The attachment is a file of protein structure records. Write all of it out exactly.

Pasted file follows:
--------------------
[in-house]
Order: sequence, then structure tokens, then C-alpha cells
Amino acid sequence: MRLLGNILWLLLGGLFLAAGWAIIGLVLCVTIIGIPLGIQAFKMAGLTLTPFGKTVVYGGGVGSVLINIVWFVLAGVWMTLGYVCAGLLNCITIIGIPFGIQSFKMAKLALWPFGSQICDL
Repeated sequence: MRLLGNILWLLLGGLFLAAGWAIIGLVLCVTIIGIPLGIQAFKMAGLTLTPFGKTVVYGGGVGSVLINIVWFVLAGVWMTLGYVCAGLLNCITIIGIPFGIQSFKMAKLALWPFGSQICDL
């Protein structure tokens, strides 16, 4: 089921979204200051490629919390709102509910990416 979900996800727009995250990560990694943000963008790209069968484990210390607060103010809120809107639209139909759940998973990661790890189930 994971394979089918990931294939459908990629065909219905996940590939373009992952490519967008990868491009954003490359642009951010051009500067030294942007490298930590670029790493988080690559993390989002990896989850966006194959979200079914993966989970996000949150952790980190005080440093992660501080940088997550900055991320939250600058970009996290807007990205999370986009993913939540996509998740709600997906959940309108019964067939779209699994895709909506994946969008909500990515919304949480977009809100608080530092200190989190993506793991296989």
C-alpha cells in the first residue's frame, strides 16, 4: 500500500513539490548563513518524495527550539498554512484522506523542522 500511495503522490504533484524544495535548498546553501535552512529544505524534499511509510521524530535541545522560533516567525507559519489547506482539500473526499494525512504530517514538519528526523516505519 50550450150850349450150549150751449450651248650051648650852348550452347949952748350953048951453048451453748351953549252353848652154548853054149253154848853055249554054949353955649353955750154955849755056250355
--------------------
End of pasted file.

[in-house]
Order: sequence, then structure tokens, then C-alpha cells
Amino acid sequence: MRLLGNILWLLLGGLFLAAGWAIIGLVLCVTIIGIPLGIQAFKMAGLTLTPFGKTVVYGGGVGSVLINIVWFVLAGVWMTLGYVCAGLLNCITIIGIPFGIQSFKMAKLALWPFGSQICDL
Repeated sequence: MRLLGNILWLLLGGLFLAAGWAIIGLVLCVTIIGIPLGIQAFKMAGLTLTPFGKTVVYGGGVGSVLINIVWFVLAGVWMTLGYVCAGLLNCITIIGIPFGIQSFKMAKLALWPFGSQICDL
């Protein structure tokens, strides 16, 4: 089921979204200051490629919390709102509910990416 979900996800727009995250990560990694943000963008790209069968484990210390607060103010809120809107639209139909759940998973990661790890189930 994971394979089918990931294939459908990629065909219905996940590939373009992952490519967008990868491009954003490359642009951010051009500067030294942007490298930590670029790493988080690559993390989002990896989850966006194959979200079914993966989970996000949150952790980190005080440093992660501080940088997550900055991320939250600058970009996290807007990205999370986009993913939540996509998740709600997906959940309108019964067939779209699994895709909506994946969008909500990515919304949480977009809100608080530092200190989190993506793991296989």
C-alpha cells in the first residue's frame, strides 16, 4: 500500500513539490548563513518524495527550539498554512484522506523542522 500511495503522490504533484524544495535548498546553501535552512529544505524534499511509510521524530535541545522560533516567525507559519489547506482539500473526499494525512504530517514538519528526523516505519 50550450150850349450150549150751449450651248650051648650852348550452347949952748350953048951453048451453748351953549252353848652154548853054149253154848853055249554054949353955649353955750154955849755056250355